Honda Civic 2.0 VTEC Turbo Type R road test report and review: Aggressively styled, prodigiously fast and superbly confident, DAVID HOOPER drives Honda’s latest Civic Type R at Silverstone and on the road.
THIS new Honda Civic Type R looks absolutely stunning and is prodigiously fast, in fact it is one of the most complete cars I’ve ever driven.
You don’t need much imagination to realise just how quick this new Honda Civic Type R is when you glance at its performance figures. It “only” has a 2.0-litre engine, but that utilises Honda’s VTEC technology and now comes with a turbocharger just to spice things up a bit.
The result is 310bhp, 400Nm torque, a 0-62mph time of 5.7 seconds and a potential top speed of 167 mph – you begin to get the idea! Hardly surprising then that Honda is billing its new hotshot as “a racing car for the road”.
You’ll be pleased to know that it stops almost as quickly as it accelerates, thanks to its performance Brembo braking system which comes with an 18 inch ventilated and drilled front disc, paired with a 16in solid rear disk backed by an anti-lock braking system and electronic brake force distribution.
So what about the prickly subject of fuel consumption? Well, on paper at least it’s quite economical, with 30.1mpg on the urban cycle 46.3 on the extra urban and 38.7 on the combined cycle with emissions registering at 170g/km of CO2. Drive it gently and you will see a return in the mid 30s with a light right foot, but drive as it is meant to be driven and your consumption plummets as the petrol is virtually poured into the cylinders to feed this high-performance beastie. The on-board computer showed that during the 6,000 miles this car had covered since it left the factory, it had averaged 25.3 mpg, but bear in mind this is a Honda UK press fleet car and it’s not had a quiet life so far.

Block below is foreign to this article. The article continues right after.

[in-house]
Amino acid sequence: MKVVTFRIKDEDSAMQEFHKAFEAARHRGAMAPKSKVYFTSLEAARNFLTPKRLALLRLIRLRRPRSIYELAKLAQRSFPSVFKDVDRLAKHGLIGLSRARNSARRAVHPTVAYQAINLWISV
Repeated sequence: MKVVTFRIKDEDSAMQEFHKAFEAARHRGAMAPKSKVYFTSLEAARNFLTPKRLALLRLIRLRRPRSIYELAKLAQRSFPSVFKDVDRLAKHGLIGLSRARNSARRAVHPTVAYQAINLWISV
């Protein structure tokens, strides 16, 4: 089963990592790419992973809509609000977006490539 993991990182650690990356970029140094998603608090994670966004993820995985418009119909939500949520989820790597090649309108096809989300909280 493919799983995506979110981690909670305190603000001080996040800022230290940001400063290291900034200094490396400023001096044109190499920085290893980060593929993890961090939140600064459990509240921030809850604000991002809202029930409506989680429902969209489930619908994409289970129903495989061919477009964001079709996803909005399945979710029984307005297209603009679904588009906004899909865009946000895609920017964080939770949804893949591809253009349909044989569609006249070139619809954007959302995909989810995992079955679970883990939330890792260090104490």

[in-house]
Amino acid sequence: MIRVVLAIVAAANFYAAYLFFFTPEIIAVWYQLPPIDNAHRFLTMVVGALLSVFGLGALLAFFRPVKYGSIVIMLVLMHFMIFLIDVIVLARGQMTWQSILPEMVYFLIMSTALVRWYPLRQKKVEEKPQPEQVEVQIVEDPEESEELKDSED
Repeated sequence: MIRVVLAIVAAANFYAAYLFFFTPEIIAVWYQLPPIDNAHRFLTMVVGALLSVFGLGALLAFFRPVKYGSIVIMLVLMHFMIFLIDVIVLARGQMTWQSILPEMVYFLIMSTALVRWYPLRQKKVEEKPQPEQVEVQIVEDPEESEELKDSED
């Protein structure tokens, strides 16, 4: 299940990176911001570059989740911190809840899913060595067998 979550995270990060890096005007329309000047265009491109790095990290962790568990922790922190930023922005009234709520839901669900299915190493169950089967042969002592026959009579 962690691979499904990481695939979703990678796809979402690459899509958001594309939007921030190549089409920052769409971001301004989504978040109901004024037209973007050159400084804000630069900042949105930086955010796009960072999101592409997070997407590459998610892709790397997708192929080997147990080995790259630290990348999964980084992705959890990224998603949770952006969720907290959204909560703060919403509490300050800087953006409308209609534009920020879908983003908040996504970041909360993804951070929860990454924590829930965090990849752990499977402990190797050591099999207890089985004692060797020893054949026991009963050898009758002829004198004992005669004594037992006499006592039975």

The traction control system works very well, but is actually better when turned down slightly, as I discovered during my test of this car at Silverstone’s Stowe Circuit recently where it truly excelled on the smooth surface of the racetrack.
Here then, we basically have a road-going race car, and it was a true delight to see newly crowned 2015 British Touring Car Championship racing driver Gordon Sheddon using his skills to extract a great deal of fun from this car’s very capable chassis during his demonstration of the car’s handling abilities, particularly when we were chasing triple championship winner Matt Neal in an identical car.
It was here that the clever limited slip differential came into its own, providing an incredible amount of traction through very slippery corners, helping to get the power down with impressively little wheelspin.
A button on the right side of the jet fighter-style dash ignites the Plus R setting, moving things up to another level, putting this fast Honda Civic into full attack mode. The instrumentation turns red, the adaptive dampers increase in stiffness by 30% making the car feel firmer and more agile, sharpening the throttle response, stiffing the steering and backing off the traction control and stability systems, allowing the more enthusiastic drivers to enjoy the car to its full potential.